Dozens of rank-and-file federal immigration officials say their bosses pressure them to approve visas, even at the risk of fraud and security concerns, according to the news website The Daily.
The revelation comes from a new Homeland Security report The Daily obtained stating that high-ranking officials of the U.S. Citizenship and Immigration Services are pressuring rank-and-file officers to rubber-stamp visa applications.
More than 60 of 254 immigration officers surveyed “responded that they have been pressured to approve questionable applications,” sometimes “against their will,” according to the 40-page Homeland Security report. The Inspector General’s Office drafted the report in September, but it was not released publicly, The Daily reported.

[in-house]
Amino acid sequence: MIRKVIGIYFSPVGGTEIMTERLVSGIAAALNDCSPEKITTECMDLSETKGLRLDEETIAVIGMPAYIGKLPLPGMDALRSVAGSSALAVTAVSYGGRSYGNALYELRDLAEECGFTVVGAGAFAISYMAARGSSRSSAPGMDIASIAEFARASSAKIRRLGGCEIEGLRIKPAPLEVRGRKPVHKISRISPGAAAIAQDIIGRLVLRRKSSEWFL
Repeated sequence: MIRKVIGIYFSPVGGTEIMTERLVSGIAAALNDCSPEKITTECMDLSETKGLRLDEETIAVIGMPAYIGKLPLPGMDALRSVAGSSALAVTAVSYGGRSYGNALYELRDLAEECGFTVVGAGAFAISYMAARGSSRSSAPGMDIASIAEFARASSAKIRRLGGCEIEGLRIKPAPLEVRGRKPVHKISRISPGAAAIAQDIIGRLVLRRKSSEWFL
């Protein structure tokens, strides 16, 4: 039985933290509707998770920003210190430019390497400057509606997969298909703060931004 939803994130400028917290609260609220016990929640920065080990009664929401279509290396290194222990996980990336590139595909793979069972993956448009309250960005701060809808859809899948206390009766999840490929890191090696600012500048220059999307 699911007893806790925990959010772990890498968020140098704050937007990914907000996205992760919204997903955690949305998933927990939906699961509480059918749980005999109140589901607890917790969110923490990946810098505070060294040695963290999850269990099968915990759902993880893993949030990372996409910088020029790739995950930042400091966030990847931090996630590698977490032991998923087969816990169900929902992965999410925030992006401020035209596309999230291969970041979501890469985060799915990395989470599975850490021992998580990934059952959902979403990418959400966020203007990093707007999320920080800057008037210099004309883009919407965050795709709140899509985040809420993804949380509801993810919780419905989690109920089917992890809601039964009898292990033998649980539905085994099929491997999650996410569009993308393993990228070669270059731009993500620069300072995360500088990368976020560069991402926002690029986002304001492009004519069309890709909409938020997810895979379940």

The report does not name any officials, and it indicates that this is a not a new problem for the citizenship and immigration agency. The quantity-vs.-quality problem has been an issue since at least the 1980s, the report indicates.
However, it notes, the problem has only gotten worse since the Obama administration appointed Alejandro Mayorkas as director in August 2009, the report notes. Mayorkas was brought on while the administration was trying to pass comprehensive immigration reform.